A vacant lot in Washington, D.C., that currently contains nothing but some trash and rusted buses will soon be turned into the world’s largest urban greenhouse.
The 100,000-square-foot greenhouse is being built by BrightFarms, a company that has also turned supermarket roofs into urban farms. The new greenhouse, in D.C.’s Anacostia neighborhood, will grow about 1 million pounds of produce every year for delivery to 30 local Giant grocery stores, along with neighborhood food banks.
“The city has a demand for great produce, and the neighborhood has a demand for any produce–it’s a food desert,” says Paul Lightfoot, CEO of BrightFarms. “And the people have a demand for jobs. No one’s created any jobs there in a long time.”
When structurally sound rooftops are available and make economic sense–like in the Bronx, where BrightFarms built a 10,000-square foot farm on top of a low-income apartment building–the company builds above ground level. But most cities also have plenty of vacant lots.
“If you’re developing a hotel or a restaurant or a retail store, you have to have the right demographic of traffic,” Lightfoot says. “But if you’re BrightFarms, you want to be in low-income neighborhoods so you can help provide some produce and jobs. Every city has land for people like us.”
The new farm will focus on growing food that usually has a pretty bad environmental footprint, like lettuce. “Almost 100% of supermarket lettuce comes from Arizona in the winter and California in the summer,” explains Lightfoot. “The length and complexity of the supply chain doesn’t make the product better, it makes it worse.”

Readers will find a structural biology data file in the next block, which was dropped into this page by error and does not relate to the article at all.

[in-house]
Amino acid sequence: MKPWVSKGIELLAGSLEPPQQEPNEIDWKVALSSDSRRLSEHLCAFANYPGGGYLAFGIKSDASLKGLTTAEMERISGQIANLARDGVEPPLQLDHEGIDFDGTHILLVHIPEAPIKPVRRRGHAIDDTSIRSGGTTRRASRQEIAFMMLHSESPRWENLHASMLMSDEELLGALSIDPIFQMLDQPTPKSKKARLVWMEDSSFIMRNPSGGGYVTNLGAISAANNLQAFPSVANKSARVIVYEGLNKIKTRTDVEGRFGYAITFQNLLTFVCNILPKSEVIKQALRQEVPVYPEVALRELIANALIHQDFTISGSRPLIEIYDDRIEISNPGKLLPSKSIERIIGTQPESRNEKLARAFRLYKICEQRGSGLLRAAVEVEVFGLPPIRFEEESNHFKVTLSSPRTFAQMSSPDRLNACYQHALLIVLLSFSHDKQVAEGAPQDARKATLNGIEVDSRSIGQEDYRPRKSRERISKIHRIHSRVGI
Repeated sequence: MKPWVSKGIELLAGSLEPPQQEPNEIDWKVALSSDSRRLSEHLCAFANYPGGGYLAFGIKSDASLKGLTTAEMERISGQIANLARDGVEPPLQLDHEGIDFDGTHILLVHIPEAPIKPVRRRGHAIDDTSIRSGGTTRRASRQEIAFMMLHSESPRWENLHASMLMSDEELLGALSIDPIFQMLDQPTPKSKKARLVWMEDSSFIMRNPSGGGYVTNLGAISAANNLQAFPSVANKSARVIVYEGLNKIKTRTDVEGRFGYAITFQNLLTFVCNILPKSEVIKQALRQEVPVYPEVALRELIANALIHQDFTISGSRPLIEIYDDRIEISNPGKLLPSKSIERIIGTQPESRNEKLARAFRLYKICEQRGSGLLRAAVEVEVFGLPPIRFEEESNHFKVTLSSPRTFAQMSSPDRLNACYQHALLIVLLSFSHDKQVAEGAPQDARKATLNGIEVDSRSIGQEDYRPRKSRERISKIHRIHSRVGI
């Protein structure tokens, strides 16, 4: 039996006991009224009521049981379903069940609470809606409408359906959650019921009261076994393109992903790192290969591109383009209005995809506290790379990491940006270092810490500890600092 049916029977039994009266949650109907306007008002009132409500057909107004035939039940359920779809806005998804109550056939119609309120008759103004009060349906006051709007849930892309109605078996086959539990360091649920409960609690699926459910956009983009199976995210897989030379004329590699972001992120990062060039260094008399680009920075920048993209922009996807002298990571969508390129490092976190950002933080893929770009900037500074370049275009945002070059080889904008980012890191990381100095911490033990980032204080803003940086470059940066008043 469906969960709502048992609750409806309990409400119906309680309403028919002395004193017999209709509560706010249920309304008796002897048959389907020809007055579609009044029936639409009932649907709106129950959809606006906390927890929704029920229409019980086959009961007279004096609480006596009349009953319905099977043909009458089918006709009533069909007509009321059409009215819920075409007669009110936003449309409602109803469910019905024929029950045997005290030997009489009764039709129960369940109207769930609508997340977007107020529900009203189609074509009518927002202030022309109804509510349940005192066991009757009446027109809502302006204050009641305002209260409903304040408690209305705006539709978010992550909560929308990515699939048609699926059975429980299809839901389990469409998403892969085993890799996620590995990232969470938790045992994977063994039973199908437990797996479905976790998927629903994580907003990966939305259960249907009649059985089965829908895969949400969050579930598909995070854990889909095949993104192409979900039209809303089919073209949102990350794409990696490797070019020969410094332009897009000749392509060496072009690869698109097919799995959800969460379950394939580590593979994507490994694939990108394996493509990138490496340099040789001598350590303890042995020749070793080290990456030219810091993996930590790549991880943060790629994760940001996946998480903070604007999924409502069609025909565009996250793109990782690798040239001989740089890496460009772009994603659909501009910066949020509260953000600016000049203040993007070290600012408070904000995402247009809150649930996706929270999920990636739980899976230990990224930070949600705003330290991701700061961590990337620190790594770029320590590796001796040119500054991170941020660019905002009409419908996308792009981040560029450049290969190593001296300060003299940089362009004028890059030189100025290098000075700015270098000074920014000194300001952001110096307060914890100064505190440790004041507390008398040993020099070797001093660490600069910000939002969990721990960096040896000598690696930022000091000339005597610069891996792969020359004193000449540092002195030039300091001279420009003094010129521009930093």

Since lettuce is especially perishable, it’s usually shipped in 33-degree trucks. The refrigeration, combined with the fact that the produce has to travel thousands of miles to reach consumers on the East Coast, uses huge amounts of energy. “It’s a race to get it back across the country. It’s just nuts,” Lightfoot says. By the time the lettuce reaches supermarkets, some of the shipment will have gone bad, and it won’t last long on shelves.
“We’re saying let’s have a short supply chain that gets rid of all that bad stuff,” Lightfoot says. “We’re still growing similar products, but we’re growing it literally the day that we ship it to our clients, and therefore it has a week more of shelf life. It’s safer, it tastes good, and it hasn’t gone through all these different facilities and trucks. It has less food miles, and people feel better about it because they know where it comes from. They trust it.”
Next to the greenhouse, the company plans to build a separate “classroom greenhouse” for local elementary school students to learn about growing food. “It’s like gardening taken up a level,” Lightfoot says. “And then we want them to take the food and eat it. Engaging kids at a young age in making plants to eat always makes them excited about the food, which makes them eat it. And that can lead to a better, healthier community.”